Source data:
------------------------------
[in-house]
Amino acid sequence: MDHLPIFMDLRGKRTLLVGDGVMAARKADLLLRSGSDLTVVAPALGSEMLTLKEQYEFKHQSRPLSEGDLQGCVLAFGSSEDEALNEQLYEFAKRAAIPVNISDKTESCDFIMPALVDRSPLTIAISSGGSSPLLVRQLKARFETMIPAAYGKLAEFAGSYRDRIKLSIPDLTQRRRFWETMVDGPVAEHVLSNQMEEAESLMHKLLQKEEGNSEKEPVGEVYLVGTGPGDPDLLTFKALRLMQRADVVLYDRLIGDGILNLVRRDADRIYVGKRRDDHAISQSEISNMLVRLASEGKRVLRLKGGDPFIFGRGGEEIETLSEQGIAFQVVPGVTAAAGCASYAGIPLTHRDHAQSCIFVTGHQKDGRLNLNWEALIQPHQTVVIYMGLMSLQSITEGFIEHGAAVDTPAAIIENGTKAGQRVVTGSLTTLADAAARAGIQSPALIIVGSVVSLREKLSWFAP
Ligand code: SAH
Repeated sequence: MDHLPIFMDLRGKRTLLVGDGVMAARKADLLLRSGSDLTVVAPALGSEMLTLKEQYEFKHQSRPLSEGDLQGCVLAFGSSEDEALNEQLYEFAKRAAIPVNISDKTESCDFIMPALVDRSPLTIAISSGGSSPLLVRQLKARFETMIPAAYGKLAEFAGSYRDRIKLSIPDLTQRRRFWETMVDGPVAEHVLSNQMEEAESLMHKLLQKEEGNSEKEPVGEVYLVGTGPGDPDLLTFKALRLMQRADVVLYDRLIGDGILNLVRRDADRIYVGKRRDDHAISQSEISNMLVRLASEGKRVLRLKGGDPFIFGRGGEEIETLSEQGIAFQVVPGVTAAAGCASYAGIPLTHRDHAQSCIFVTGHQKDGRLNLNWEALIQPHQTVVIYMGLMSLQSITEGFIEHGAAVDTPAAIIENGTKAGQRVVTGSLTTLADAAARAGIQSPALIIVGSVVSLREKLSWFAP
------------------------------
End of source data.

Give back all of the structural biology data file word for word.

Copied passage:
[in-house]
Amino acid sequence: MDHLPIFMDLRGKRTLLVGDGVMAARKADLLLRSGSDLTVVAPALGSEMLTLKEQYEFKHQSRPLSEGDLQGCVLAFGSSEDEALNEQLYEFAKRAAIPVNISDKTESCDFIMPALVDRSPLTIAISSGGSSPLLVRQLKARFETMIPAAYGKLAEFAGSYRDRIKLSIPDLTQRRRFWETMVDGPVAEHVLSNQMEEAESLMHKLLQKEEGNSEKEPVGEVYLVGTGPGDPDLLTFKALRLMQRADVVLYDRLIGDGILNLVRRDADRIYVGKRRDDHAISQSEISNMLVRLASEGKRVLRLKGGDPFIFGRGGEEIETLSEQGIAFQVVPGVTAAAGCASYAGIPLTHRDHAQSCIFVTGHQKDGRLNLNWEALIQPHQTVVIYMGLMSLQSITEGFIEHGAAVDTPAAIIENGTKAGQRVVTGSLTTLADAAARAGIQSPALIIVGSVVSLREKLSWFAP
Ligand code: SAH
Repeated sequence: MDHLPIFMDLRGKRTLLVGDGVMAARKADLLLRSGSDLTVVAPALGSEMLTLKEQYEFKHQSRPLSEGDLQGCVLAFGSSEDEALNEQLYEFAKRAAIPVNISDKTESCDFIMPALVDRSPLTIAISSGGSSPLLVRQLKARFETMIPAAYGKLAEFAGSYRDRIKLSIPDLTQRRRFWETMVDGPVAEHVLSNQMEEAESLMHKLLQKEEGNSEKEPVGEVYLVGTGPGDPDLLTFKALRLMQRADVVLYDRLIGDGILNLVRRDADRIYVGKRRDDHAISQSEISNMLVRLASEGKRVLRLKGGDPFIFGRGGEEIETLSEQGIAFQVVPGVTAAAGCASYAGIPLTHRDHAQSCIFVTGHQKDGRLNLNWEALIQPHQTVVIYMGLMSLQSITEGFIEHGAAVDTPAAIIENGTKAGQRVVTGSLTTLADAAARAGIQSPALIIVGSVVSLREKLSWFAP